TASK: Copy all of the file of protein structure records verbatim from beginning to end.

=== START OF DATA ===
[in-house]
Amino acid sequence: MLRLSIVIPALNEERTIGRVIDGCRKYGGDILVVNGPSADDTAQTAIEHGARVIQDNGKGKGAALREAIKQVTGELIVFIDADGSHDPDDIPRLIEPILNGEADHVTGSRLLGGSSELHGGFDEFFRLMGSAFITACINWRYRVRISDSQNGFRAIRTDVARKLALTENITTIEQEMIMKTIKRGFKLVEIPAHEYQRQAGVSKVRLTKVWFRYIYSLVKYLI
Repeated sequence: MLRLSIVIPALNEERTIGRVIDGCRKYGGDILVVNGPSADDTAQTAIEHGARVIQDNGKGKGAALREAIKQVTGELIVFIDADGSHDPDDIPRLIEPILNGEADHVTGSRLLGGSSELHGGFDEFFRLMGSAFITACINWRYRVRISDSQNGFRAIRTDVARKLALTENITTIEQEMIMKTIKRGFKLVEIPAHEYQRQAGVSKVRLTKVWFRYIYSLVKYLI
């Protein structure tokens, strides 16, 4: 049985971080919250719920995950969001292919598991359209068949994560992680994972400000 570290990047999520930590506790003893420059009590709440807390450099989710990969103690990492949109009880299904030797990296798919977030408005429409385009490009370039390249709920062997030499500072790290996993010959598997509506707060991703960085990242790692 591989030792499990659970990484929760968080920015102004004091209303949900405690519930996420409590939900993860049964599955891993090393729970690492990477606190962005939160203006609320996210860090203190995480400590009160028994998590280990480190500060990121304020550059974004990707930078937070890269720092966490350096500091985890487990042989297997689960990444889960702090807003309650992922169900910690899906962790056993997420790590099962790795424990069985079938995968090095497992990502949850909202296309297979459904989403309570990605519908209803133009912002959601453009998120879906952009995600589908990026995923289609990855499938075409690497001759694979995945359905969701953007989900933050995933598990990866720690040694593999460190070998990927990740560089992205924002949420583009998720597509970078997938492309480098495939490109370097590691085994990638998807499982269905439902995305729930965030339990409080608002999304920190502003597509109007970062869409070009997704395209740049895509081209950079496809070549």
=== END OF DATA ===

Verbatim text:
[in-house]
Amino acid sequence: MLRLSIVIPALNEERTIGRVIDGCRKYGGDILVVNGPSADDTAQTAIEHGARVIQDNGKGKGAALREAIKQVTGELIVFIDADGSHDPDDIPRLIEPILNGEADHVTGSRLLGGSSELHGGFDEFFRLMGSAFITACINWRYRVRISDSQNGFRAIRTDVARKLALTENITTIEQEMIMKTIKRGFKLVEIPAHEYQRQAGVSKVRLTKVWFRYIYSLVKYLI
Repeated sequence: MLRLSIVIPALNEERTIGRVIDGCRKYGGDILVVNGPSADDTAQTAIEHGARVIQDNGKGKGAALREAIKQVTGELIVFIDADGSHDPDDIPRLIEPILNGEADHVTGSRLLGGSSELHGGFDEFFRLMGSAFITACINWRYRVRISDSQNGFRAIRTDVARKLALTENITTIEQEMIMKTIKRGFKLVEIPAHEYQRQAGVSKVRLTKVWFRYIYSLVKYLI
């Protein structure tokens, strides 16, 4: 049985971080919250719920995950969001292919598991359209068949994560992680994972400000 570290990047999520930590506790003893420059009590709440807390450099989710990969103690990492949109009880299904030797990296798919977030408005429409385009490009370039390249709920062997030499500072790290996993010959598997509506707060991703960085990242790692 591989030792499990659970990484929760968080920015102004004091209303949900405690519930996420409590939900993860049964599955891993090393729970690492990477606190962005939160203006609320996210860090203190995480400590009160028994998590280990480190500060990121304020550059974004990707930078937070890269720092966490350096500091985890487990042989297997689960990444889960702090807003309650992922169900910690899906962790056993997420790590099962790795424990069985079938995968090095497992990502949850909202296309297979459904989403309570990605519908209803133009912002959601453009998120879906952009995600589908990026995923289609990855499938075409690497001759694979995945359905969701953007989900933050995933598990990866720690040694593999460190070998990927990740560089992205924002949420583009998720597509970078997938492309480098495939490109370097590691085994990638998807499982269905439902995305729930965030339990409080608002999304920190502003597509109007970062869409070009997704395209740049895509081209950079496809070549």